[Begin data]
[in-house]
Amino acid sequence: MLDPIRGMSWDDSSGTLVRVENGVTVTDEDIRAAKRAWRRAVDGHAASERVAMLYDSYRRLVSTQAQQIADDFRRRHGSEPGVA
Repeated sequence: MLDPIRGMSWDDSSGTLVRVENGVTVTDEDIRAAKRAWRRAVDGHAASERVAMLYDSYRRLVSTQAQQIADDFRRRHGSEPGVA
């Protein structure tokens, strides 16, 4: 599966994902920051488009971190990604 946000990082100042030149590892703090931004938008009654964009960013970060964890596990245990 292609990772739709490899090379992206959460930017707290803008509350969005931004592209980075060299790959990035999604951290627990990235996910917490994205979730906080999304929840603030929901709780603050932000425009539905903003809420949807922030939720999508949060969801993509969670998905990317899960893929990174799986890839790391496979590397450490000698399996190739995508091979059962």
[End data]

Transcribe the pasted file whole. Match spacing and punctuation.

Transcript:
[in-house]
Amino acid sequence: MLDPIRGMSWDDSSGTLVRVENGVTVTDEDIRAAKRAWRRAVDGHAASERVAMLYDSYRRLVSTQAQQIADDFRRRHGSEPGVA
Repeated sequence: MLDPIRGMSWDDSSGTLVRVENGVTVTDEDIRAAKRAWRRAVDGHAASERVAMLYDSYRRLVSTQAQQIADDFRRRHGSEPGVA
């Protein structure tokens, strides 16, 4: 599966994902920051488009971190990604 946000990082100042030149590892703090931004938008009654964009960013970060964890596990245990 292609990772739709490899090379992206959460930017707290803008509350969005931004592209980075060299790959990035999604951290627990990235996910917490994205979730906080999304929840603030929901709780603050932000425009539905903003809420949807922030939720999508949060969801993509969670998905990317899960893929990174799986890839790391496979590397450490000698399996190739995508091979059962």